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**MathsIsFun****Administrator**- Registered: 2005-01-21
- Posts: 7,659

Coordinate Geometry Formulas

"The physicists defer only to mathematicians, and the mathematicians defer only to God ..." - Leon M. Lederman

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**ganesh****Administrator**- Registered: 2005-06-28
- Posts: 23,085

Straight line

y = mx + c where m is the slope.

The slope or gradient m of a straight line is tan of the angle made with the positive x-axis.

The slopes of two parallel lines, m1 and m2 are equal if the lines are parallel. If the two lines are perpendicular, m1*m2=-1.

Finding the y-intercept:- Put x=0, In the above equation, c is the y-intercept.

Finding the x-intercept:- Put y=0. In the above equation, -c/m is the x-intercept.

Equation of a straight line parallel to the y-axis at a distance 'a' from it is x=a.

Equation of a straight line parallel to the x-axis at a distance 'b' from it is y=b.

Equation of a line parallel to the x-axis and passing throught the point (a,b) is y=b.

Equation of a line perpendicular to x-axis and passing through (a,b) is x=a.

Equation of a line parallel to the y-axis and passing through (a,b) is x=a.

Equation of a line perpendicular to the y-axis and passing through (a,b) is y=b.

Equation of x-axis is y=0 and equation of y-axis is x=0.

The equation of a straight line which cuts off intercepts a and b on the x-axis and y-axis is x/a+y/b=1.

The equation of a staright line passing through the origin (0,0) is y=mx.

The equation of a straight line passing through the origin and making equal angle with both the axes is y=±x

One point form:-

Slope of a line passing through

The equation of a straight line passing through

It is no good to try to stop knowledge from going forward. Ignorance is never better than knowledge - Enrico Fermi.

Nothing is better than reading and gaining more and more knowledge - Stephen William Hawking.

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**ganesh****Administrator**- Registered: 2005-06-28
- Posts: 23,085

**Distance between two points.**

The distance between two points

and is given by

The distance of a point (x,y) from the origin is given by

It is no good to try to stop knowledge from going forward. Ignorance is never better than knowledge - Enrico Fermi.

Nothing is better than reading and gaining more and more knowledge - Stephen William Hawking.

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**ganesh****Administrator**- Registered: 2005-06-28
- Posts: 23,085

**Section formula**

The point which divides the line joining two points

in the ratio m:n internally is

The point which divides the line joining two points

in the ratio m:n externally is

The point which bisects the line joining two points

is

**Area of a triangle**

The area of the triangle formed by the three points

is given by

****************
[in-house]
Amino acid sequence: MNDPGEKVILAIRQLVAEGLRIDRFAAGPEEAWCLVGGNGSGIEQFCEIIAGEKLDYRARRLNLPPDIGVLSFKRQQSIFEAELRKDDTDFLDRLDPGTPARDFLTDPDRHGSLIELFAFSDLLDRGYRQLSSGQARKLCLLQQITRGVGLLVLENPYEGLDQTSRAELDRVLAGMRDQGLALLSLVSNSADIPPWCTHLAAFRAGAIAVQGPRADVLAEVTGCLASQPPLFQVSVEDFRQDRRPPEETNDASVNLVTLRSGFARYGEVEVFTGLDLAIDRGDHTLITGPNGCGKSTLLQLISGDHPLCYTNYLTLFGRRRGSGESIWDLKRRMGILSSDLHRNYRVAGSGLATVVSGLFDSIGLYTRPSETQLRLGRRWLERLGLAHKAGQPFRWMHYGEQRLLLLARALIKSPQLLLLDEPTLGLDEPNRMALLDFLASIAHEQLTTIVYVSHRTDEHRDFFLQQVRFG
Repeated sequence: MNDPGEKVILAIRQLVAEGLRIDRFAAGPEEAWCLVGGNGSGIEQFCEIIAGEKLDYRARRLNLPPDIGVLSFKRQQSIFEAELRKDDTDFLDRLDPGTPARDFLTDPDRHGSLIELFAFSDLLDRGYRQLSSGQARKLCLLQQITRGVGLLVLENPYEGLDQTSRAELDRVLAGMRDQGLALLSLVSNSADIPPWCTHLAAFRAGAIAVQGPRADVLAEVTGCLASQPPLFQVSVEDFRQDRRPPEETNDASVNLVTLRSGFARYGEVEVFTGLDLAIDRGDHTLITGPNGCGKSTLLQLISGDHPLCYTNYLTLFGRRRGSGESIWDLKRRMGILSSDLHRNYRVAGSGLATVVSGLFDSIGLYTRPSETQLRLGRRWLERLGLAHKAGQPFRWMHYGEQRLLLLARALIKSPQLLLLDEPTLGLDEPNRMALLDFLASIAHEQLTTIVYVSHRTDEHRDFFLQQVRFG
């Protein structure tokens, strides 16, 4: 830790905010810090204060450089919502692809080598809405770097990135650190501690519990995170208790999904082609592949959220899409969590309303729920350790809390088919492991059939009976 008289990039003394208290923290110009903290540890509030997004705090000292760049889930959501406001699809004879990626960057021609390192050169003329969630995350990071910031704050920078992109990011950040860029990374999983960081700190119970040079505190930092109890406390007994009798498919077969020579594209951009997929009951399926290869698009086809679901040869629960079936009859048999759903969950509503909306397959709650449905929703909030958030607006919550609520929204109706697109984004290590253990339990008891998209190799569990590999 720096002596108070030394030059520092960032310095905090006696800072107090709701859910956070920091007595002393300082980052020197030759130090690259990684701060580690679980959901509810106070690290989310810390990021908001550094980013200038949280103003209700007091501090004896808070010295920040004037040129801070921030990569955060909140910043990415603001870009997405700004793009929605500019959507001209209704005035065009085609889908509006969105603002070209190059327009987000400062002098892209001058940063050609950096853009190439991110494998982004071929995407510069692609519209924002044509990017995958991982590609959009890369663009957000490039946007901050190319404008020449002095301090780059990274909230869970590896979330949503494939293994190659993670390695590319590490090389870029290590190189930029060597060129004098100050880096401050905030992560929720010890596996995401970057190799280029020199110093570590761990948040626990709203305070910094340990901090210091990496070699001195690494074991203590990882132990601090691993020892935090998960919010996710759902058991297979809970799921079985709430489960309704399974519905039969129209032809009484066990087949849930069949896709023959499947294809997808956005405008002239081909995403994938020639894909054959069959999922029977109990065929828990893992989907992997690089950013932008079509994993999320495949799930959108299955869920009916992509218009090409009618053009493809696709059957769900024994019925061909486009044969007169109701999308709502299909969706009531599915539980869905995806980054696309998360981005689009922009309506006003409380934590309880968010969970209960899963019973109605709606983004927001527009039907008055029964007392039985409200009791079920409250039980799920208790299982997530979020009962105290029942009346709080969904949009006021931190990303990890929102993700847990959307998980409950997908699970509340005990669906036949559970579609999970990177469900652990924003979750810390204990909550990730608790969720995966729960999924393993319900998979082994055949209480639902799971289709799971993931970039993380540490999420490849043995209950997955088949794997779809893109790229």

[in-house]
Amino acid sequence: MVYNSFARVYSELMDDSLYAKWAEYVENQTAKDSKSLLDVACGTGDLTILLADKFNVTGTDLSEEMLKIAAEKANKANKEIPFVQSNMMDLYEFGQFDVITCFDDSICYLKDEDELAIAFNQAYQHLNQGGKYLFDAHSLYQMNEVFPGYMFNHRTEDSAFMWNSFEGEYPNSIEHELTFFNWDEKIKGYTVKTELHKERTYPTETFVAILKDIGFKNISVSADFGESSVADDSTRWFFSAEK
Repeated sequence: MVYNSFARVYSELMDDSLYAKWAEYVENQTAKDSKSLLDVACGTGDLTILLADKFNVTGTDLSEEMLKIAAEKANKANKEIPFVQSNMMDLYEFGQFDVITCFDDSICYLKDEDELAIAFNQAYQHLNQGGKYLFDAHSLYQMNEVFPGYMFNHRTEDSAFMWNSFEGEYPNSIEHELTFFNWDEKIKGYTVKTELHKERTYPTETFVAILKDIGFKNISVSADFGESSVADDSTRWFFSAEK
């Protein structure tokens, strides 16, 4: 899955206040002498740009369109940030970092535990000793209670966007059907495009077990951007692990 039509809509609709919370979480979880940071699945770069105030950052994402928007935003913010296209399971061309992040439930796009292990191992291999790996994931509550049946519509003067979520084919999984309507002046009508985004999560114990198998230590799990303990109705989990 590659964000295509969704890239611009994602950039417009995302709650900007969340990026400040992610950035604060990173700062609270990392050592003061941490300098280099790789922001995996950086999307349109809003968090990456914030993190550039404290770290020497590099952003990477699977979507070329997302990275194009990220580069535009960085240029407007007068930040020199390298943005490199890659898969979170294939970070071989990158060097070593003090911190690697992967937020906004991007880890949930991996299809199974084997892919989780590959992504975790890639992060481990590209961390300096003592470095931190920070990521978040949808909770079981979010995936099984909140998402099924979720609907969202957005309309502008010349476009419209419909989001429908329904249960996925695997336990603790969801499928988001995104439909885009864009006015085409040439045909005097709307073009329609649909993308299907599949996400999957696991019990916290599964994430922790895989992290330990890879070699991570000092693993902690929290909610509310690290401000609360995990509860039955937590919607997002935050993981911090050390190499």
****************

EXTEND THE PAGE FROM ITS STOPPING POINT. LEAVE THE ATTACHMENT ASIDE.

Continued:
The three points are collinear if the area of the triangle formed is zero.

If the three vertices of a triangle are

Coordinates of the Cetroid:- (The meeting pint of the three medians)

If for the above said triangle, the lengths of the three sides of the triangle are a,b, and c,

Cordinates of the Incentre:- (The centre of a circle which touches the sides of a triangle, also the point of interesction of the angle bisectors of the triangle)

It is no good to try to stop knowledge from going forward. Ignorance is never better than knowledge - Enrico Fermi.

Nothing is better than reading and gaining more and more knowledge - Stephen William Hawking.

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**ganesh****Administrator**- Registered: 2005-06-28
- Posts: 23,085

**Concurrent lines**

If the lines

**Angle between two lines**

Let the two lines

with the positive x axis. Then,

.

The angle between the lines is given by

For parallel lines,

and for perpendicular lines,The angle between the lines

If the lines are parallel,

If the lines are perpendicular to each other,

**Perpendicular distance from origin**

The perpendicular distance from the origin to the line ax+by+c=0 is

**Perpendicular distance of a line from a point**

The perpendicular distance from the point

to the line ax+by+c=0 is given byNothing is better than reading and gaining more and more knowledge - Stephen William Hawking.

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**ganesh****Administrator**- Registered: 2005-06-28
- Posts: 23,085

**Circle**

The equation of a circle whose center is (h,k) and radius is a is given by the equation

The equation of a circle whose centre is the origin and whose radius is a is given by the equation

The general equation of a circle is

where the centre is (-g,-f) and radius is

The equation of a circle whose one diameter is the line segment joining the points

The equation

represents

a real circle if

a point circle (a circle of zero radius) if

and an imaginary circle if

Nothing is better than reading and gaining more and more knowledge - Stephen William Hawking.

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**ganesh****Administrator**- Registered: 2005-06-28
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**Circle through three points**

Given three points

the equation of the circle passing through the three points is

Nothing is better than reading and gaining more and more knowledge - Stephen William Hawking.

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**ganesh****Administrator**- Registered: 2005-06-28
- Posts: 23,085

**Area of a Quadrilateral**

The area of a quadrilateral whose vertices are

is given by

Nothing is better than reading and gaining more and more knowledge - Stephen William Hawking.

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**ganesh****Administrator**- Registered: 2005-06-28
- Posts: 23,085

**Conics**

A conic is defined as the locus of a point which moves such that its distance from a fixed point is always e times its distance from a fixed straight line. The fixed point is called the focus of the conic and the fixed straight line is called the directrix of the conic. The constant ratio, e, is called the eccentricity of the conic.

If e<1, the conic is a parabola. If e=1, the conic is an ellipse and if e>1, the conic is a hyperbola.

**Parabola**

Standard form of a parabola:-